In-situ pinning for Slipped Capital Femoral Epiphysis in blacks: experience in a regional orthopaedic centre.

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In-situ pinning for Slipped Capital Femoral Epiphysis in blacks: experience in a regional orthopaedic centre.


JournalThe Nigerian postgraduate medical journal
Publication date – Sep – 2010
Authors – Yinusa, W; Owoola, AM; Ahmed, BA
Keywordsin-situ pinning, retrospective, SCFE
Open access – No
SpecialityTrauma and orthopaedic surgery
World region Western Africa
Country: Nigeria
Language – English
Submitted to the One Surgery Index on July 18, 2018 at 12:00 am
Abstract:

BACKGROUND:
Slipped Capital Femoral Epiphysis (SCFE) is the commonest pathology affecting the adolescent hip with an incidence of approximately 2 per 100,000 population. Blacks are more commonly affected than Caucasians. Of many treatment options available, in-situ-pinning appears to be the most widely employed.

AIMS AND OBJECTIVES:
To determine the epidemiological pattern and the outcome of in-situ pinning for slipped capital femoral epiphysis in Nigerian adolescents.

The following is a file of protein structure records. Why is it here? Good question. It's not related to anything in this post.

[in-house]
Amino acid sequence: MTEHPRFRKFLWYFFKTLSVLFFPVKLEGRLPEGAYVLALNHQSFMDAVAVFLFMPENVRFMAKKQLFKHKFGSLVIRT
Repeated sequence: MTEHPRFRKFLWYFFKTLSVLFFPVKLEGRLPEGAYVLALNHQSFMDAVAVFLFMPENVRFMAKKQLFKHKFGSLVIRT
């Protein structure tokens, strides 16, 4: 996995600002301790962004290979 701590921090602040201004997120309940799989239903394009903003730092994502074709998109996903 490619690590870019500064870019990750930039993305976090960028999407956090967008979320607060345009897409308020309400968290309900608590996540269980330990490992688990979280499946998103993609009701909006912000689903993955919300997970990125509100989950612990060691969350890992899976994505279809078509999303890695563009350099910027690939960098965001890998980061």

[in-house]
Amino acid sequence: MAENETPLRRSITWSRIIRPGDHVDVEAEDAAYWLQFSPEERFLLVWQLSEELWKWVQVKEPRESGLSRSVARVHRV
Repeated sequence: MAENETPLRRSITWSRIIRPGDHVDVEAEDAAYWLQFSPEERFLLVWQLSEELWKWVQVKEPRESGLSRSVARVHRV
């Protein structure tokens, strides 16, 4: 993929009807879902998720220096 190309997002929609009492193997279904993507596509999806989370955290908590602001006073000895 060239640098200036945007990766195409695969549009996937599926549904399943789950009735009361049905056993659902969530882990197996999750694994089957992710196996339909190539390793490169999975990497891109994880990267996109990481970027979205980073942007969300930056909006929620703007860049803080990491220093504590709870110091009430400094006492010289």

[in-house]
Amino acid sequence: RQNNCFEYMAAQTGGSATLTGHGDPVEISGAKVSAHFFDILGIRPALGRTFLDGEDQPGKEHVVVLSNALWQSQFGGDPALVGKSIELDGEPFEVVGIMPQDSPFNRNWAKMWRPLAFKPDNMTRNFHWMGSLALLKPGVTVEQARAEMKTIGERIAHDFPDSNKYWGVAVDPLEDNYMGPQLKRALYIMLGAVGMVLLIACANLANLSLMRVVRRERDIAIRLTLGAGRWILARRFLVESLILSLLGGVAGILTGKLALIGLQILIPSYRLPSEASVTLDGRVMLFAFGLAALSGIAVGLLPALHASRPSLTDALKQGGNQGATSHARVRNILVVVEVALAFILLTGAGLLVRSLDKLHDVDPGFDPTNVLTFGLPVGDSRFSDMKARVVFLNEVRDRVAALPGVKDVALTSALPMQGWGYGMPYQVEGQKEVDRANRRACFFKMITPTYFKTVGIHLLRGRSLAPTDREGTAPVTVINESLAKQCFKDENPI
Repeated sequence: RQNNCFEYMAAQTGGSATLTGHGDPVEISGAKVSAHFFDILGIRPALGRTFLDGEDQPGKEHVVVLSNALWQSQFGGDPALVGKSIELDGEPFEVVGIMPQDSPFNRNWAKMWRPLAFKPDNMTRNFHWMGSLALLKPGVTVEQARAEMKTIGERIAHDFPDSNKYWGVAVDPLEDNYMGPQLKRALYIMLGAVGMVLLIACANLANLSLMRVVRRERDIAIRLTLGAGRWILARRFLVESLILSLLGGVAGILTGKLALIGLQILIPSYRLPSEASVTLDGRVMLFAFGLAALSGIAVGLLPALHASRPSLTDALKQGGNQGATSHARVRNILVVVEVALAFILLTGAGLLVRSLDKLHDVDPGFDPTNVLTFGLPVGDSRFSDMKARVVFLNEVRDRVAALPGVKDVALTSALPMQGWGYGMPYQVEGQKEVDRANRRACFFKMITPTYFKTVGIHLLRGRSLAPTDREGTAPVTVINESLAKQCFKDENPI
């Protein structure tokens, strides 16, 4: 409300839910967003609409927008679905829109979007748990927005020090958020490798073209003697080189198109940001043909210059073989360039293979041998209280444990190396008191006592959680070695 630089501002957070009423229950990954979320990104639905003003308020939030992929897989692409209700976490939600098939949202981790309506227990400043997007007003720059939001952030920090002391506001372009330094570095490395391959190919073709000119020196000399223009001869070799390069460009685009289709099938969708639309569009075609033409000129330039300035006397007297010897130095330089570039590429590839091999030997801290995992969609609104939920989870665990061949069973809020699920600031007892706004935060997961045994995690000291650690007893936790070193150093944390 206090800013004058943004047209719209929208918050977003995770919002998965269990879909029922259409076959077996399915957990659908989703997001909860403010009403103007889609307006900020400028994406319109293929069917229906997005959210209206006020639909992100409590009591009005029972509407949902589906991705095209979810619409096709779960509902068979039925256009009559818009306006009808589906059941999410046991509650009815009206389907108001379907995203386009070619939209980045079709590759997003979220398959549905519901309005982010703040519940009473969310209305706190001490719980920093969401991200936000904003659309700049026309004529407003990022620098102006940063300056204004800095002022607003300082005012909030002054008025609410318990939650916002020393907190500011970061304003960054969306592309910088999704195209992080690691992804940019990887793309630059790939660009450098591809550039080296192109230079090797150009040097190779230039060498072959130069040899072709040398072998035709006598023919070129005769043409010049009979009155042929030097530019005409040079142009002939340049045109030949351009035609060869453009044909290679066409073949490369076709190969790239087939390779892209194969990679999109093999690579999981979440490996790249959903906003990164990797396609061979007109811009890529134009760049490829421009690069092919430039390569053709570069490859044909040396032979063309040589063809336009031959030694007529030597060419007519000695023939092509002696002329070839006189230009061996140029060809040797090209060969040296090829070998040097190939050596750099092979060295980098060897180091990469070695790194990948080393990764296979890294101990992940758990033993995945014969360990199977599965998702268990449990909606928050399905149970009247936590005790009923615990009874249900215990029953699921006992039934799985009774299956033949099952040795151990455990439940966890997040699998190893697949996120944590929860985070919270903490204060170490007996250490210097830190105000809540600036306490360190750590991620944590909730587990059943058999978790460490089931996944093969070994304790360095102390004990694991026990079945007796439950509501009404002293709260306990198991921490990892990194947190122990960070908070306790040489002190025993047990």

PATIENTS AND METHODS:
This is a six-year retrospective review of all the cases of slipped capital femoral epiphysis treated by in-situ pinning between 1st January 1998 and 31st December 2003 at the National Orthopaedic Hospital, Igbobi, Lagos, Nigeria.

RESULTS:
Thirty-one patients with 35 affected hips were managed with in-situ pinning during the period of review. Twenty-one females (67.7%) and 10 males (32.3%) with a F:M ratio of 2.1:1 were affected. The mean age for all the patients was 12.45 years (range 6 – 16; SD ± 1.79). The most common presenting complaint was hip pain seen in 48.4% of cases. Satisfactory results were obtained in 13 hips (37%) while the results in the remaining 22 hips were unsatisfactory. The most common complication was limb length discrepancy.

CONCLUSION:
This study shows that SCFE is not an uncommon condition in orthopaedic practice in Nigeria. The high rate of unsatisfactory results is associated with the severity of the slips and the unavailability of image intensifier at the time of surgery.

OSI Number – 10077
PMID – 20852657

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